Republican Jews Ring Alarm Bells About Fall Vote — but Refuse To Name Donald Trump as Problem

The Republican Jewish Coalition is ringing alarm bells about the fall election but it refuses to point the finger at the man likely to be on top of the ticket.

In fact, they refuse to mention Donald Trump by name at all.

“I’m not going to sugarcoat this: we could lose our Republican majority in the Senate,” warned RJC executive director Matt Brooks in an email blast sent Thursday to donors and activists.

Fundraising pitches tend to be alarmist by nature, but Brooks and the RJC took an especially dire tone when describing what Republicans could be facing in November.

“[It] would be disastrous for us because it would mean no more challenges to Obamacare, confirming a radical Supreme Court justice, and worst of all, fewer pro-Israel Senators standing up for our strongest ally,” he wrote.

Losing the Senate majority has been a concern of Republicans for a while. With Donald Trump looming as the possible nominee, these concerns intensified, as polls show Trump losing by a wide margin to Democrat Hillary Clinton.

A Trump nomination could lead many Republicans, especially those aligned with the moderate wing of the party, like most Jewish GOP voters, to stay home on Election Day, possibly swinging control of the Senate to Democrats.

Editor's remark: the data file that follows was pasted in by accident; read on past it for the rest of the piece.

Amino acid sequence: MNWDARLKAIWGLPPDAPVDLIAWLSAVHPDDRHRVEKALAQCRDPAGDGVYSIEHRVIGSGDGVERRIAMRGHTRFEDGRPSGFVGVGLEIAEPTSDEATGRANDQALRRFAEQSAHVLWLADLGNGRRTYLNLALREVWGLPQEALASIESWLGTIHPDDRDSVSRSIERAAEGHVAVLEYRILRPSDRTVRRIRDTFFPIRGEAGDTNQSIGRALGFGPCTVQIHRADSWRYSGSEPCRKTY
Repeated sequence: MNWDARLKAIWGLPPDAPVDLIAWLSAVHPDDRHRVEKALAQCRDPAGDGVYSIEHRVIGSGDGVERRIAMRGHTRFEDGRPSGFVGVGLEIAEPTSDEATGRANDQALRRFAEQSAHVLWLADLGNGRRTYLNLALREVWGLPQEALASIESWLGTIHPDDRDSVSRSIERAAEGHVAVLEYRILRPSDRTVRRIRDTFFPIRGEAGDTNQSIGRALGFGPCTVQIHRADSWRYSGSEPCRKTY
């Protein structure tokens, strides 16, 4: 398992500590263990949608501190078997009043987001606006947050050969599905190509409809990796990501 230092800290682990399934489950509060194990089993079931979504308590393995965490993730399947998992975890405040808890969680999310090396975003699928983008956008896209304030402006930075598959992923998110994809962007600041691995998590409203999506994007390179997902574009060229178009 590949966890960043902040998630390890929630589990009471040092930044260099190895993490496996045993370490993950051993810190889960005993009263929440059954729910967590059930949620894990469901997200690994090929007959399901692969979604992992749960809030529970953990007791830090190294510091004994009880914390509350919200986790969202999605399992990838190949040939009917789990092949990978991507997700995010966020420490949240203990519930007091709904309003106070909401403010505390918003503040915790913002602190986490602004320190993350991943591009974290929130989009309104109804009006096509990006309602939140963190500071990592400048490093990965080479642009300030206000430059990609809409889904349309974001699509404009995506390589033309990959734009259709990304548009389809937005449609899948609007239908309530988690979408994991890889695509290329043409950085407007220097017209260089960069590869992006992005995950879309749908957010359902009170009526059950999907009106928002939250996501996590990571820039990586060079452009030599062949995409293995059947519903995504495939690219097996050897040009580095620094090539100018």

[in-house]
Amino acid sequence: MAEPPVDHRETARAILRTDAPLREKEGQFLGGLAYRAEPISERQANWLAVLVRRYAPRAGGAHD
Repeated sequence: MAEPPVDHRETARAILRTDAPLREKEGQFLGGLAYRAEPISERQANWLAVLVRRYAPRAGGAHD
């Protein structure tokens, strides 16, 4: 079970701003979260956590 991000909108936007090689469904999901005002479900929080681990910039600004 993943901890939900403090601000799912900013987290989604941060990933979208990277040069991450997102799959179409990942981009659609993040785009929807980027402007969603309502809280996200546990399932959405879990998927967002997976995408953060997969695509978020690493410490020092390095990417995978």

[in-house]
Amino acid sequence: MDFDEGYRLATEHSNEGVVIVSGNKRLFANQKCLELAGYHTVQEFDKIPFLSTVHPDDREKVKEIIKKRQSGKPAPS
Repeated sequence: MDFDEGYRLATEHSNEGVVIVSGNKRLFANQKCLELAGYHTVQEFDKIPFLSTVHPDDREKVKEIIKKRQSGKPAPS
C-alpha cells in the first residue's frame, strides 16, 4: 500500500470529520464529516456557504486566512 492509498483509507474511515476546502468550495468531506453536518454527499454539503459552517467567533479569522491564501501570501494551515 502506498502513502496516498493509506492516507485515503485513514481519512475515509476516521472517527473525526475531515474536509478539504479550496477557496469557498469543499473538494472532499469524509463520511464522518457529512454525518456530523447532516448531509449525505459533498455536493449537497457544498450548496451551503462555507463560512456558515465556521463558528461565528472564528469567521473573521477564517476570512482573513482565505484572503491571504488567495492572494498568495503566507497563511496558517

But RJC communication director, Mark McNulty suggested Trump is not necessarily the reason behind the group’s fundraising appeal.

“Each and every election cycle is important. This one especially so for Republicans,” he said. “We intend to protect that majority by informing the Jewish communities in competitive senate races that electing Democrats means a less safe Israel and more appeasement of Iran.”

RJC listed 5 Senate seats it feels are at stake: New Hampshire, where Republican Kelly Ayotte will face governor Maggie Hassan in a race described by most pollsters as a tossup; Rob Portman’s tough reelection bid in Ohio; Wisconsin, where Republican senator Ron Johnson will face a rematch against Russ Feingold, a Jewish Democrat who lost his seat to Johnson in 2010 and is now holding a slight advantage in polls in his attempt to win it back; Illinois’ Mark Kirk, who is trailing in polls behind Democrat Tammy Duckworth; and Pennsylvania senator Pat Toomey who has only a small lead over Democrat Katie McGinty in a tough reelection campaign.

“Bottom line: we cannot afford to let that happen,” Brooks concludes his email, “that is why your next decision is pivotal.”

Author

Nathan Guttman

Nathan Guttman

Nathan Guttman staff writer, is the Forward’s Washington bureau chief. He joined the staff in 2006 after serving for five years as Washington correspondent for the Israeli dailies Ha’aretz and The Jerusalem Post. In Israel, he was the features editor for Ha’aretz and chief editor of Channel 1 TV evening news. He was born in Canada and grew up in Israel. He is a graduate of the Hebrew University of Jerusalem. Contact Nathan at guttman@forward.com, or follow him on Twitter @nathanguttman

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Republican Jews Ring Alarm Bells About Fall Vote — but Refuse To Name Donald Trump as Problem

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